Italian version of the short 10/66 dementia diagnostic schedule: a validation study

Ibnidris, A., Piumatti, G., Carlevaro, F., Fadda, M., Magno, F., Magistro, D. ORCID: 0000-0002-2554-3701 and Albanese, E., 2021. Italian version of the short 10/66 dementia diagnostic schedule: a validation study. BMJ Open, 11 (6): e045867. ISSN 2044-6055

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Abstract

Objectives: To determine the criterion and concurrent validity of the Italian version of the short 10/66 Dementia Diagnostic Schedule and algorithm in a sample of Italian native speakers, older adults.

Design: A cross-sectional, validation study.

Setting: The study was conducted with older adults living in the community and in nursing homes in the Canton of Ticino, Switzerland, and the Piedmont region in Italy between March and August 2019.

Participants: A convenience sample of 229 participants (69% females) were recruited. The eligibility criteria were being ≥60 years old and having an informant. The final sample included 74 participants (32%) with a previous clinical diagnosis of dementia and 155 (68%) cognitively healthy older adults.

Primary and secondary outcome measures: The short version of 10/66 Dementia Diagnostic Schedule consists of the Community Screening Instrument for Dementia, the Consortium to Establish a Registry for Alzheimer’s Disease (CERAD) 10-word list learning task with delayed recall and the depression scale, Euro-Depression (EURO-D) scale. Disability was measured using the WHO Disability Assessment Schedule (WHO-DAS II).

Results: The Italian version of the short 10/66 Dementia Diagnostic Schedule showed fair sensitivity (87%), specificity (61%) and agreement with the clinical diagnosis of dementia (kappa=0.40, area under the receiver operating characteristics curve=0.74). Older adults with dementia living in nursing homes had higher disability scores (WHO-DAS II mean=23.14, SE=1.29) than those living in the community (WHO-DAS II mean=7.08, SE=0.66). WHO-DAS II was positively correlated with the short version of the 10/66 dementia diagnosis (β=5.23, 95% CI 2.05 to 8.41).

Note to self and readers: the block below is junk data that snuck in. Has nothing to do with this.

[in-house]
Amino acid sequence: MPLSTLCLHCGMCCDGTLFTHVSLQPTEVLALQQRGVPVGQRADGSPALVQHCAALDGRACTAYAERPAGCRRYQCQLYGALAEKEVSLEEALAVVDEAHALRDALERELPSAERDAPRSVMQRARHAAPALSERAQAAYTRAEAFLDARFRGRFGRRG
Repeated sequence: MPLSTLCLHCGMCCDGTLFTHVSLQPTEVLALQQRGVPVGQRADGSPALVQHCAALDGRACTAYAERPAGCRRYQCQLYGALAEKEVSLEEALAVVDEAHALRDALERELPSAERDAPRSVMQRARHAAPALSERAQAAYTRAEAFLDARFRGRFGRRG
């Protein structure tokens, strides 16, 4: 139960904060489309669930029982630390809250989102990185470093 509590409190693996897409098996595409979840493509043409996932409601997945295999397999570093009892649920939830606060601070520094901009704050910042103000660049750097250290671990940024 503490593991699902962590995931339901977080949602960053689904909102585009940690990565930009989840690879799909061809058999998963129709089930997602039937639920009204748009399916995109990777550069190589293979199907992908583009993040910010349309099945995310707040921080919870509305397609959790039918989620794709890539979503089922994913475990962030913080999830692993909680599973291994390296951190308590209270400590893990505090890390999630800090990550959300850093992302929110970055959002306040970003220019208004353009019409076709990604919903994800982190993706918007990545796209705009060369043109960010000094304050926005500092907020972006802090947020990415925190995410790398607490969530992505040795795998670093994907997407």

Conclusions: In settings where lengthy diagnostic procedures are not feasible, the short 10/66 is a practical tool to identify dementia in older adults. Our findings extend evidence on the validity of the 10/66 dementia diagnostic algorithm to high-income countries, where epidemiological evidence on dementia and its impact is outdated.

Item Type: Journal article
Publication Title: BMJ Open
Creators: Ibnidris, A., Piumatti, G., Carlevaro, F., Fadda, M., Magno, F., Magistro, D. and Albanese, E.
Publisher: BMJ
Date: 30 June 2021
Volume: 11
Number: 6
ISSN: 2044-6055
Identifiers:
NumberType
10.1136/bmjopen-2020-045867DOI
1449431Other
Rights: © Author(s) (or their employer(s)) 2021. This is an open access article distributed in accordance with the Creative Commons Attribution Non Commercial (CC BY-NC 4.0) license, which permits others to distribute, remix, adapt, build upon this work non-commercially, and license their derivative works on different terms, provided the original work is properly cited, appropriate credit is given, any changes made indicated, and the use is non-commercial. See: http://creativecommons.org/licenses/by-nc/4.0/.
Divisions: Schools > School of Science and Technology
Record created by: Laura Ward
Date Added: 05 Jul 2021 10:46
Last Modified: 05 Jul 2021 10:46
URI: http://irep.ntu.ac.uk/id/eprint/43309

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